His mighty fire-breath feels like a hairdryer blowing on low heat, or a hot breeze on a dry summer day. You stand up, bewildered but unharmed. He smashes you with his mighty claw, but it feels like the paw of a kitten lazily patting you on your shoulder. You walk over to the dragon and kick him in the shin with your weak leg. He rolls over and dies.

I’ve tried easy mode in games, and I find it incredibly boring. I become apathetic towards the game and don’t even want to play it till the end. I’d most likely feel exactly the same about real life if it presented no challenges, and you probably would, too. The difficulty of the game is what makes it engaging. The challenge — with the occasional reward — is what keeps us playing.

Some players aren’t willing to invest the time necessary reach level 100, gain epic gear and learn to cast fireballs at the fat ugly beasts standing in their way. Or they can’t be bothered to learn a few combos in Tekken, so they keep losing to their button-mashing friend who always picks Eddy Gordo. These are the same people who aren’t willing to work hard at overcoming their fears and obstacles, who won’t take responsibility to work on themselves, and who only complain when other people are better than them.

These people will likely never get good at anything. They will be n00bs for life. They may even give up and quit the game entirely and almost cease to exist, barely getting past the menu screen, eating popcorn and accomplishing nothing meaningful in their lives. Note that taking some time on the couch with a movie as a way of giving yourself a break from your struggles is different from doing it simply because you find life so easy that it’s become boring and uninteresting.


What ultimately makes a player love a game isn’t what box the game was packaged in, and using cheat codes he found on the internet to beat the game gives him no satisfaction. It is the ups and downs, the surprises, the struggles and the accomplishments that he remembers. The same goes for reality. The things that you are most proud of, the accomplishments that you remember the best, the things that give you true self-esteem, aren’t the things you were born with or gained easily. They are the things you achieved in spite of the toughest circumstances, the times when you persevered against difficulty, or the times when you worked your ass off. And deep down, you know that you would rather have someone like you for your integrity, spirit, thoughts and actions, than just for how your skull is shaped and how your skin happens to be wrapped around it.

So whenever things seem hard, whenever you feel sorry for yourself or envious of someone else, imagine that you’re supposed to be playing on hard mode — because easy mode would be too boring, because you can handle a difficulty that many people can’t, and because, in the end, hard mode feels much more gratifying.

I like to imagine that I intentionally CHOSE to play on hard mode as I was about to enter the game of life. You can stretch this idea quite a lot further. Granted, this next step requires that you have an open mind to the idea of a pre-material existence, of a soul, of a god, of karma, of fate, of a divine plan, or of anything along those lines.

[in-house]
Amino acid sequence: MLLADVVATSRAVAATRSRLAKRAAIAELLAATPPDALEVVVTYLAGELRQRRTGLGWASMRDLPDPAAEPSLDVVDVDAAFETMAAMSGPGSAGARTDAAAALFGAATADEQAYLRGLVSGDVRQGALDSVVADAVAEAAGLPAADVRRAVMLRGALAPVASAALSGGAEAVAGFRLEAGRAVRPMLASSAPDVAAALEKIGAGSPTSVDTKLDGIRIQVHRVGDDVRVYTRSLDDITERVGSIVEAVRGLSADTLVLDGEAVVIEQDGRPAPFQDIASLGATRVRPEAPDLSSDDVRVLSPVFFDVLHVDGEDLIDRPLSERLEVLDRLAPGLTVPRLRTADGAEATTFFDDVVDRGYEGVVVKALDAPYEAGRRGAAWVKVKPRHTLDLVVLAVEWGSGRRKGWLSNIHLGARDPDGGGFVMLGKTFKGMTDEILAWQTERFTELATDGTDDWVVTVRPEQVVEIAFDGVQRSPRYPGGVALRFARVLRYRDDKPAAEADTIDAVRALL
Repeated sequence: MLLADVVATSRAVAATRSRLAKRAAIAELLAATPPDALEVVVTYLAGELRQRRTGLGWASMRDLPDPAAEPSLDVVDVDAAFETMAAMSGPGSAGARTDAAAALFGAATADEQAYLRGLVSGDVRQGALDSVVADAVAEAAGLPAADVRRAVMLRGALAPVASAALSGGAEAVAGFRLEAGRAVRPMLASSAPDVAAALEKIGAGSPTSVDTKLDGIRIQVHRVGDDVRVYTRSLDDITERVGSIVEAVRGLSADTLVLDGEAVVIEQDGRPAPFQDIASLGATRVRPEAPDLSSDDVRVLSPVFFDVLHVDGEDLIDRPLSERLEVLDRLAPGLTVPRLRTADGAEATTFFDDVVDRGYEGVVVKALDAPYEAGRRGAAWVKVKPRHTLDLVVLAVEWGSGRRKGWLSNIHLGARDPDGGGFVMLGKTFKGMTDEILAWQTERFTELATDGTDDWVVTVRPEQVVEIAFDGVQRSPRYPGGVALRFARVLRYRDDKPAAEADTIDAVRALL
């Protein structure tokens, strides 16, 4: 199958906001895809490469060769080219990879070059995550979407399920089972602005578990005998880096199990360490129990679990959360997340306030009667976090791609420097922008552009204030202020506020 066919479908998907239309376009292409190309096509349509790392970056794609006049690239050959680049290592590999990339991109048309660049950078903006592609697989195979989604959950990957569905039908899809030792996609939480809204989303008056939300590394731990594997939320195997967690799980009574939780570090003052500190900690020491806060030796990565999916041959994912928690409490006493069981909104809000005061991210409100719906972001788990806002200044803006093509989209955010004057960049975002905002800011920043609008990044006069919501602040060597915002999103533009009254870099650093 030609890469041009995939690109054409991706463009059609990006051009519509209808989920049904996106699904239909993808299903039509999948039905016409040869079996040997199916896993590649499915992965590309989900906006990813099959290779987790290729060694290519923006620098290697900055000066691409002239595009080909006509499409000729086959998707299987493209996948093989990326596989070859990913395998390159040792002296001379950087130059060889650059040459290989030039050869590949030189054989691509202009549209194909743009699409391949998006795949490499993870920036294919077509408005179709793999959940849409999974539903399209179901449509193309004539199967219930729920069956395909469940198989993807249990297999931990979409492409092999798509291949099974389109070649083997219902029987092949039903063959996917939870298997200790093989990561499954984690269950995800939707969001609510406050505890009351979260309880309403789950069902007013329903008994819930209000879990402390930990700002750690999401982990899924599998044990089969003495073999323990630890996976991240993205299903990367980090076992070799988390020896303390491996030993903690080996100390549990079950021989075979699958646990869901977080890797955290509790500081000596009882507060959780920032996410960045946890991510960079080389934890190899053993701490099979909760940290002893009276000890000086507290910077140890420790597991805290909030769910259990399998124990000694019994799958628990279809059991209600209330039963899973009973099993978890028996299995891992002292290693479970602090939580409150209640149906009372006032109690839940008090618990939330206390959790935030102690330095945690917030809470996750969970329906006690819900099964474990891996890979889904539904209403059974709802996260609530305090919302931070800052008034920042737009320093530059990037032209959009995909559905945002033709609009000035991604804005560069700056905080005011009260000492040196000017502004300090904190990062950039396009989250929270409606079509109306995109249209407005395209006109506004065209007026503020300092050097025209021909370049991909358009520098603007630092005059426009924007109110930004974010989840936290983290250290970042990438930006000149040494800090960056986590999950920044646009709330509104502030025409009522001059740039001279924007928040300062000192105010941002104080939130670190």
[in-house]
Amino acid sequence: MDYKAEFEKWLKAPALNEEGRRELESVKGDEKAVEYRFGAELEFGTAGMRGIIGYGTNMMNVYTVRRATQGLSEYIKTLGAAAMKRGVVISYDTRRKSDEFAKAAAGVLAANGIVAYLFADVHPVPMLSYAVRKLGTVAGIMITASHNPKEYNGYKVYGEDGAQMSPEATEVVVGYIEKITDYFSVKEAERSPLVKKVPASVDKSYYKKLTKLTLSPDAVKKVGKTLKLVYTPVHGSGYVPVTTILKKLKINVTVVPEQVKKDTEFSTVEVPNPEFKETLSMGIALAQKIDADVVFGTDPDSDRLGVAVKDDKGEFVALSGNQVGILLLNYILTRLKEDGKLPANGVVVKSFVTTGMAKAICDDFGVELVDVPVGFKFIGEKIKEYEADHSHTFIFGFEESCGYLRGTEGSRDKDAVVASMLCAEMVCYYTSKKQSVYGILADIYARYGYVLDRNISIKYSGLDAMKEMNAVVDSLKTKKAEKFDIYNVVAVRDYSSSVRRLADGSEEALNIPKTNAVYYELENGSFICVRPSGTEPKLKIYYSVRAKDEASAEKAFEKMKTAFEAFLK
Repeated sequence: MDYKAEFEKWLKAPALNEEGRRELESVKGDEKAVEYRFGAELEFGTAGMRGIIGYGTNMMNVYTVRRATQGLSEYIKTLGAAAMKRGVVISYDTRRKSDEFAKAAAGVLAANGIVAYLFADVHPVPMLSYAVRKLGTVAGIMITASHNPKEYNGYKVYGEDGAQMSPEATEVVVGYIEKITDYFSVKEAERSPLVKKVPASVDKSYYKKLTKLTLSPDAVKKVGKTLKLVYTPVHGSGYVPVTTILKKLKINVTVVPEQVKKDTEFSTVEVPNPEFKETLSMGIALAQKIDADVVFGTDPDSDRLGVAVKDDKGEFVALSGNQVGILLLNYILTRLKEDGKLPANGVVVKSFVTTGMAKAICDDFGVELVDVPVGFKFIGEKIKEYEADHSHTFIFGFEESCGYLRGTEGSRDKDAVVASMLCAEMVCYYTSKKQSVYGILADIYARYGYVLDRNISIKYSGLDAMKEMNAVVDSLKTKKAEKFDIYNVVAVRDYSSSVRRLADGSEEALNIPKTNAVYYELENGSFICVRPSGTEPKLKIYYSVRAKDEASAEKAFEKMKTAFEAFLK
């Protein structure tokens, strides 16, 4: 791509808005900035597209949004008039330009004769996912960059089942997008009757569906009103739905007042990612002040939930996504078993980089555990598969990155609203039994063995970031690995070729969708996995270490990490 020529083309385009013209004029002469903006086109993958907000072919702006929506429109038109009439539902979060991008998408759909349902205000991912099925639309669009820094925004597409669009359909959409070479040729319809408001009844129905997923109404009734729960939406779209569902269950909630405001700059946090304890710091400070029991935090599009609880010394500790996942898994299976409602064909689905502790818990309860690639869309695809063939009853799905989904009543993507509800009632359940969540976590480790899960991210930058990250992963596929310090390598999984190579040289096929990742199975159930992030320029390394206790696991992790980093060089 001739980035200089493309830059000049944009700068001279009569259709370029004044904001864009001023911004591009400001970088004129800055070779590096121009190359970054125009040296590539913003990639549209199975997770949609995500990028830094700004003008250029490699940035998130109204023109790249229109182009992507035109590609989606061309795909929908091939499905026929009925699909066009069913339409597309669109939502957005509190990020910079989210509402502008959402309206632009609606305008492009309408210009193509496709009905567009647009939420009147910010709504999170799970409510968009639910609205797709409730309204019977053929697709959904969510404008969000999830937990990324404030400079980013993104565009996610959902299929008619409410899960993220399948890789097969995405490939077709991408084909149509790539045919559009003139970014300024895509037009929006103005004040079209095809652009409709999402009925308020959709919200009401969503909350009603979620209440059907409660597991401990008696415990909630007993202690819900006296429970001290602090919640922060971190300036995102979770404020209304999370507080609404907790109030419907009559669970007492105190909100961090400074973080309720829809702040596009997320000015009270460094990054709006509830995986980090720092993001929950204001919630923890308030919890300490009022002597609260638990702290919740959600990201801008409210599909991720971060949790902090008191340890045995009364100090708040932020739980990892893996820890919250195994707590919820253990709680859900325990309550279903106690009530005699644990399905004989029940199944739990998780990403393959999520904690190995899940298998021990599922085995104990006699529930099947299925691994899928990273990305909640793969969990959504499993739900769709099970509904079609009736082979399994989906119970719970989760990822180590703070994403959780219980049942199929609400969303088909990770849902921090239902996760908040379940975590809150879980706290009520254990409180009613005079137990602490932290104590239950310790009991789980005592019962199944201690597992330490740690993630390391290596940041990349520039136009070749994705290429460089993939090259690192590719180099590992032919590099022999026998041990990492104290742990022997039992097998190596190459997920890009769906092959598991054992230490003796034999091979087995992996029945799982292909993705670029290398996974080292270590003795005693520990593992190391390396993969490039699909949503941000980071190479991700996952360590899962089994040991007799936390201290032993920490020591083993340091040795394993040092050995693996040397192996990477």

Whatever that non-material element is, imagine that it has already determined what difficulty you should be playing at, and that that difficulty was tailor-made just for you. You may choose believe that it is God’s way of testing you to make you strong. You may choose to believe that it is karma from your past lives that has brought you here, and that this life presents an opportunity to step closer to Nirvana. You can choose to believe that it is your soul, your self before birth, planning your circumstances in advance to make sure you will have enough challenges in life to become a great and strong person. Or that, at the very least, you won’t be bored.

Do it if it makes sense for you and if it helps you. Personally, I believe in randomness, and I believe in making the most of that randomness. What difference does it make whether that sad thing was “destined” to happen or not — it has happened. How do we make the most of it? What lesson does it contain? What opportunities does it present? What if it was a gift?

In the end, whether life is whack as fuck or dope as hell depends on what beliefs we harbor of it. As discussed before, we don’t know whether our lives would actually have been more worthwhile on easy mode. We may believe that it would, but that belief doesn’t make life easier. If anything, it makes life more depressing.

Alternatively, we can choose to believe that we are supposed to be playing on “hard mode”. This belief makes life easier to endure, it makes us stronger, and it gives purpose to all our hardships.

Finally, it frames life as what it really is — a kind of game. At the end of it, we will all face a “Game Over” screen flashing a personal high-score that the universe doesn’t give a shit about. As the proverb goes: After a game of chess, the king and the pawn go into the same box.